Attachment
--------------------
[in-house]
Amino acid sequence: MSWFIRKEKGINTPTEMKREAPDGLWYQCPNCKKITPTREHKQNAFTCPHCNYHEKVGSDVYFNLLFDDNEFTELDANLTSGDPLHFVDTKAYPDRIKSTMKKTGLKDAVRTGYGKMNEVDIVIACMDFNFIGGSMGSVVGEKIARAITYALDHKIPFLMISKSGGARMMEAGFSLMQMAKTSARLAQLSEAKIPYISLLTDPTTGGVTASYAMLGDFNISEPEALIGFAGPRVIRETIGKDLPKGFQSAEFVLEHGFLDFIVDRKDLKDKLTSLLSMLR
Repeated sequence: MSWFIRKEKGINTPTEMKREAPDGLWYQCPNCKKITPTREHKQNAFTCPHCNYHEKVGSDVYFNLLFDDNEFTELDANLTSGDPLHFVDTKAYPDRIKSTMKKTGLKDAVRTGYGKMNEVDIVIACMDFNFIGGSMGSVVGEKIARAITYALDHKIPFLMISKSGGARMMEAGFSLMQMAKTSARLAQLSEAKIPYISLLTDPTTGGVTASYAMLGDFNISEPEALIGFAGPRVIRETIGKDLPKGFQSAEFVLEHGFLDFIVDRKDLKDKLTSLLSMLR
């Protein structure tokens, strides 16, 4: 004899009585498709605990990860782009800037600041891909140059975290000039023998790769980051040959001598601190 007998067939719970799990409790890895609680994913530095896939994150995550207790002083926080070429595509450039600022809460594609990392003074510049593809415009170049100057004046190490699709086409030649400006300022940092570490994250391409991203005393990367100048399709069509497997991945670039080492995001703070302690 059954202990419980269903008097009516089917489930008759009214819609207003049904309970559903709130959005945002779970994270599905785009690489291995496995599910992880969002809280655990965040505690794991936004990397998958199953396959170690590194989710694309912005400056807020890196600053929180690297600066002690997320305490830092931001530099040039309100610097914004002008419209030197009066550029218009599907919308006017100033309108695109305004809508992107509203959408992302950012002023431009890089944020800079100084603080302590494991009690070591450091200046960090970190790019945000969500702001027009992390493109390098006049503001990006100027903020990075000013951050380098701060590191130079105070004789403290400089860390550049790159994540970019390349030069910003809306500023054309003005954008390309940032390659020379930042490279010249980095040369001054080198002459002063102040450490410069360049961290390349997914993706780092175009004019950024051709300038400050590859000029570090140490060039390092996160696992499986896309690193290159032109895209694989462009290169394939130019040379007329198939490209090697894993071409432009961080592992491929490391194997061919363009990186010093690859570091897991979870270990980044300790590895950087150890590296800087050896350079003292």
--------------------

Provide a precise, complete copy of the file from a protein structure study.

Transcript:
[in-house]
Amino acid sequence: MSWFIRKEKGINTPTEMKREAPDGLWYQCPNCKKITPTREHKQNAFTCPHCNYHEKVGSDVYFNLLFDDNEFTELDANLTSGDPLHFVDTKAYPDRIKSTMKKTGLKDAVRTGYGKMNEVDIVIACMDFNFIGGSMGSVVGEKIARAITYALDHKIPFLMISKSGGARMMEAGFSLMQMAKTSARLAQLSEAKIPYISLLTDPTTGGVTASYAMLGDFNISEPEALIGFAGPRVIRETIGKDLPKGFQSAEFVLEHGFLDFIVDRKDLKDKLTSLLSMLR
Repeated sequence: MSWFIRKEKGINTPTEMKREAPDGLWYQCPNCKKITPTREHKQNAFTCPHCNYHEKVGSDVYFNLLFDDNEFTELDANLTSGDPLHFVDTKAYPDRIKSTMKKTGLKDAVRTGYGKMNEVDIVIACMDFNFIGGSMGSVVGEKIARAITYALDHKIPFLMISKSGGARMMEAGFSLMQMAKTSARLAQLSEAKIPYISLLTDPTTGGVTASYAMLGDFNISEPEALIGFAGPRVIRETIGKDLPKGFQSAEFVLEHGFLDFIVDRKDLKDKLTSLLSMLR
């Protein structure tokens, strides 16, 4: 004899009585498709605990990860782009800037600041891909140059975290000039023998790769980051040959001598601190 007998067939719970799990409790890895609680994913530095896939994150995550207790002083926080070429595509450039600022809460594609990392003074510049593809415009170049100057004046190490699709086409030649400006300022940092570490994250391409991203005393990367100048399709069509497997991945670039080492995001703070302690 059954202990419980269903008097009516089917489930008759009214819609207003049904309970559903709130959005945002779970994270599905785009690489291995496995599910992880969002809280655990965040505690794991936004990397998958199953396959170690590194989710694309912005400056807020890196600053929180690297600066002690997320305490830092931001530099040039309100610097914004002008419209030197009066550029218009599907919308006017100033309108695109305004809508992107509203959408992302950012002023431009890089944020800079100084603080302590494991009690070591450091200046960090970190790019945000969500702001027009992390493109390098006049503001990006100027903020990075000013951050380098701060590191130079105070004789403290400089860390550049790159994540970019390349030069910003809306500023054309003005954008390309940032390659020379930042490279010249980095040369001054080198002459002063102040450490410069360049961290390349997914993706780092175009004019950024051709300038400050590859000029570090140490060039390092996160696992499986896309690193290159032109895209694989462009290169394939130019040379007329198939490209090697894993071409432009961080592992491929490391194997061919363009990186010093690859570091897991979870270990980044300790590895950087150890590296800087050896350079003292």